University at Buffalo wrestling coach Jim Beichner had but a vague idea what he was getting when he invited Mark Budd into his program. Beichner never had seen Budd on the mat. He was extending an invitation based on the recommendation of another coach. All Beichner knew is what he'd been told, that this kid who'd advanced to the Ohio high school finals was a tireless worker determined to mine every ounce of his potential.
"We trusted the coach," Beichner said. "And when Mark first got here he struggled a little bit. He ended up redshirting his freshman year and it wasn't a great start to his career. But ever since his freshman year he's done nothing but get better every single year."
The scouting report was accurate. Budd, a senior, has developed into an All-America candidate, a contender to win a national title at 133 pounds. He's ranked among the top 11 in his class in all four major national polls. He's shown an iron will that reminds Beichner, once a Pitt assistant, of a former Steelers linebacker renowned for his intensity.
"Mark's tough," Beichner said. "It's like, if you relate it to football, he's like Jack Lambert tough. I don't know if Jack Lambert was the best athlete on the field, but he had that look in his face, he just wanted to knock you down and beat you up. And Mark Budd has that same kind of mentality. He wants to knock you down and beat you up. You could throw anything at him in the practice room. You could ask him to run through a door and he'll try it. The door might get the best of him, but he'll try it."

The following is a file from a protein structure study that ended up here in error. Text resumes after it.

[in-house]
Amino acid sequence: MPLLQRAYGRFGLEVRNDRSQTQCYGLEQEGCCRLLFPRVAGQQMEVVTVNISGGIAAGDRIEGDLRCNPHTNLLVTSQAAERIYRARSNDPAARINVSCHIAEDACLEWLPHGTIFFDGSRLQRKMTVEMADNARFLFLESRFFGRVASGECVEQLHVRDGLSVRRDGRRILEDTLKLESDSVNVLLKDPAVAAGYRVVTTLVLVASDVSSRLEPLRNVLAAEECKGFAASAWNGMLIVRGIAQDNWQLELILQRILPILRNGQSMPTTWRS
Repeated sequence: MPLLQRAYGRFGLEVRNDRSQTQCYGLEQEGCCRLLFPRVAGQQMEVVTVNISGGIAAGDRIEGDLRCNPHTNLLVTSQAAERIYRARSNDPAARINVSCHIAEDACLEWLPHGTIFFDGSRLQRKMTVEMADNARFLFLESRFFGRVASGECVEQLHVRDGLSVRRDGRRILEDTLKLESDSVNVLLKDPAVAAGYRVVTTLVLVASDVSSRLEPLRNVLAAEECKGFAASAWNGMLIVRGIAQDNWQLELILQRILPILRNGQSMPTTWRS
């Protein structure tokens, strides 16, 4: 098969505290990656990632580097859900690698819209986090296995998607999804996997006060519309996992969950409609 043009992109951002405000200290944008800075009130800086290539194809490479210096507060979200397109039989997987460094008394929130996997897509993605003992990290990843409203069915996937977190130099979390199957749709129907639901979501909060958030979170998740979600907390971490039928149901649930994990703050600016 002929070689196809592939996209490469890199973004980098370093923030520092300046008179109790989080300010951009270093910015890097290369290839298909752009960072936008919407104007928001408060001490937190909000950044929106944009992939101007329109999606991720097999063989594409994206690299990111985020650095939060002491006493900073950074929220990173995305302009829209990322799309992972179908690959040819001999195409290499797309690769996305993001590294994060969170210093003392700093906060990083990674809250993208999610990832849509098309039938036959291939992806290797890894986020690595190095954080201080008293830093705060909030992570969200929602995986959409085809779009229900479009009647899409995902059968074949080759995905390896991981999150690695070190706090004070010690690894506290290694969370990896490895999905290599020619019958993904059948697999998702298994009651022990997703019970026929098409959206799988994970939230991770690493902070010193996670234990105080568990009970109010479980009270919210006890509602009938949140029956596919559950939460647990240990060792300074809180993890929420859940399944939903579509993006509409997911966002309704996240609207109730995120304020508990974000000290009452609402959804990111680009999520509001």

Budd has shown an admirable capacity to rebound from the lowest lows, to fashion disappointment into a finely honed motivational tool. Last season, upset after failing to place in the prestigious Las Vegas Invitational, he knocked off the country's No. 1 wrestler in his class.
Budd went into this year's tournament in Las Vegas with designs on winning it all. He beat the nation's fourth-ranked wrestler in advancing to the semifinals. He was less than a half-minute from moving on to the championship match when the match took a sudden turn. It was a bitter loss, one that lingered as Budd dropped two subsequent matches, placing sixth earlier this month.
"I mentally kind of broke [in Vegas] after the semis match," Budd said. "I felt I should have won, I didn't, and I couldn't bounce back. I kind of mentally broke. I think it helps though, because it just makes me tougher, makes me want to work harder in the room. So I think the losses help although it's not fun to lose."
Budd was back on the mat Saturday morning for his first match since the disappointment of Las Vegas. Edinboro, the nation's No. 12 team, was in town with a stacked lineup that included the 16th-ranked wrestler in the 133-pound division. It was time for Budd to reestablish his reputation, which he did in scoring a 4-1 victory.
"We think if he uses [Vegas] the way he used it last year, he gets that fire back in him, he has a chance to definitely be an All-American and maybe win a national title," Beichner said. "It won't be attained if he wrestles exactly the way he did [Saturday]. He even has to step it up another notch."
Budd makes no secret of how he yearns to culminate his career. He wants to become the second UB wrestler in three years to earn All-America status, the first to win a national championship. He wants to take a run at that door, only this time it's the door that gives.